by Malcolm HASLETT (July 2020)
I first met Marjorie in the early 1980s, when she was working for Amnesty – covering the Soviet Union and Eastern Europe – and I was working in a very small department in the BBC World Service (me and one other!) covering those same areas. Because we were such a small unit, my colleague and I were often dependent on outside contacts – journalists, academics and people like Marjorie – for many of our insights into the often complicated goings on in the Eastern Bloc, as it was then called.
I was immediately impressed by Marjorie’s openness and friendliness, and struck even more by her thorough knowledge of our mutual areas of interest. I would hope that I was of some assistance to her in return, with whatever knowledge I had been able to glean. I do remember that I was able to translate some samizdat documents relating to cases she was following – I remember particularly the case of dissident former General Pyotr Grigorenko, specially targeted by the Soviet authorities for the very reason that he was a general, and therefore should have been part of the Soviet establishment. There were also official court documents which Amnesty had got hold of through dissident sources, including accounts of the persecution and trial of Vladimir Bukovsky, one of the most famous of the inakomyslyaschie, those courageous people who in the 70s and 80s had begun to rebel against the all-pervasive official lies of the authorities and question the whole basis of Communist Party legitimacy.
For my part I was able to provide her with some of the insights gained from BBC and other western correspondents in Moscow, and from the whole range of academic expertise that one acquired from those one met at the yearly NASEES (National Association of Soviet and East European Studies) conference, usually held at Fitzwilliam College in Cambridge – though I often had the impression that Marjorie was ahead of me, and knew it all already!
Being a passionate linguist, I was also able to help her with some of the languages of Eastern Europe. I believe I offered to help her learn some Lithuanian.
Another country I visited in those days was Albania, still under the extraordinary paranoid grip of Enver Hoxha. And I had acquired a two-part Albanian grammar, the first volume of which I gladly lent to Marjorie. I still have the second part on my bookshelf. I don’t think I ever go the first volume back!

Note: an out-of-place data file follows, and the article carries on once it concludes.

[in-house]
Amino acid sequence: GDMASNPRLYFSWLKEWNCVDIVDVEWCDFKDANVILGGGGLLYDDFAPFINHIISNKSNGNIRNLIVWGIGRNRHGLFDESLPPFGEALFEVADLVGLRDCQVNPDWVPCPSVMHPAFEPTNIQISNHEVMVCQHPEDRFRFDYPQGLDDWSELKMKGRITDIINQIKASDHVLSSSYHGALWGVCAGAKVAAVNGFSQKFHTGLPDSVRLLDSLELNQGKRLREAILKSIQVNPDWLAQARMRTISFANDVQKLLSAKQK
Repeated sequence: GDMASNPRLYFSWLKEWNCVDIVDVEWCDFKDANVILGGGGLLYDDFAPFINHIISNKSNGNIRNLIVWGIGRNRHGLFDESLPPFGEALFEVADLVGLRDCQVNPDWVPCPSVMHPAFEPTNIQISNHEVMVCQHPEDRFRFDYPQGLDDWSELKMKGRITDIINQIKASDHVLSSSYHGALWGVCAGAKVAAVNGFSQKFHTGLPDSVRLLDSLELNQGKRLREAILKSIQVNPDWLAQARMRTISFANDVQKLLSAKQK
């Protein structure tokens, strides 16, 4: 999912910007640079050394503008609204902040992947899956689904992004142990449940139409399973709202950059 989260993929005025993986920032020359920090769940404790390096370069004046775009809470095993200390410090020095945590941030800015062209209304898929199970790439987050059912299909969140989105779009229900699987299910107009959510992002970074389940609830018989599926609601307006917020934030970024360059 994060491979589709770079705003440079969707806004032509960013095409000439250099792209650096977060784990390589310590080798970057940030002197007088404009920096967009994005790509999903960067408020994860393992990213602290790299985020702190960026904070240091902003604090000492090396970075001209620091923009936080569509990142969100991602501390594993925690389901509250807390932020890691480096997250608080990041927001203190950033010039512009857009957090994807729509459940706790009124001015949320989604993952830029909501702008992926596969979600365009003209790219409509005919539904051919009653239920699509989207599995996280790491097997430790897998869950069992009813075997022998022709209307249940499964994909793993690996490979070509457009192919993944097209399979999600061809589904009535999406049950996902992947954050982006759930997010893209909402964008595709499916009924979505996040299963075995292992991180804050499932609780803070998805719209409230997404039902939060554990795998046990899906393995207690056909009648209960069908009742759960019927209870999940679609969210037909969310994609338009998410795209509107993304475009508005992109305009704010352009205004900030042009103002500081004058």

But it was not just thoroughly useful to meet Marjorie. It was always a pleasure. We had other things in common, including a shared interest in liberal Christianity. She was a Quaker, and I was a member of the United Reformed Church – a union of Congregationalists and Presbyterians. To my surprise, because I had always viewed Quakers as ultra-liberal, she was rather more ‘religious’ than I was, in a conventional sense, underlining the mystical side of religion, while I tended more towards John Wesley’s dictum about “doing all the good you can, to as many people as you can, whenever you can”. But our beliefs overlapped in many ways.
Later on, we both had a special interest in the former Soviet Republics of Central Asia, but sadly in this period we did not have the opportunity to collaborate so closely. I think that certainly was my loss.
Marjorie was one of those unique, warm and perceptive human beings, whose friendship one valued highly. And she is sorely missed!
From Marjorie’s diary
Friday, 9 September 1983
I went to the BBC to meet Malcolm Haslett for lunch. General Ogarkov was giving a press conference in the USSR on the Korean plane that got shot down, so Malcolm was broadcasting a live interview about it…
We talked about the USSR all the time, and very interesting it was too. We talked about Russian nationalists in opposition and in power, and about religion in Lithuania and Central Asia, and then our religious views. He said he’s a product of a generation and sees religious witness in moral decisions and good works. I said I veer more towards the mystical and see many good works as devoid of religious content. He gave me a copy of Novy Mir with Chinghiz Aitmatov’s story in it, and a spare copy of Dina Kaminskaya’s Final Judgement.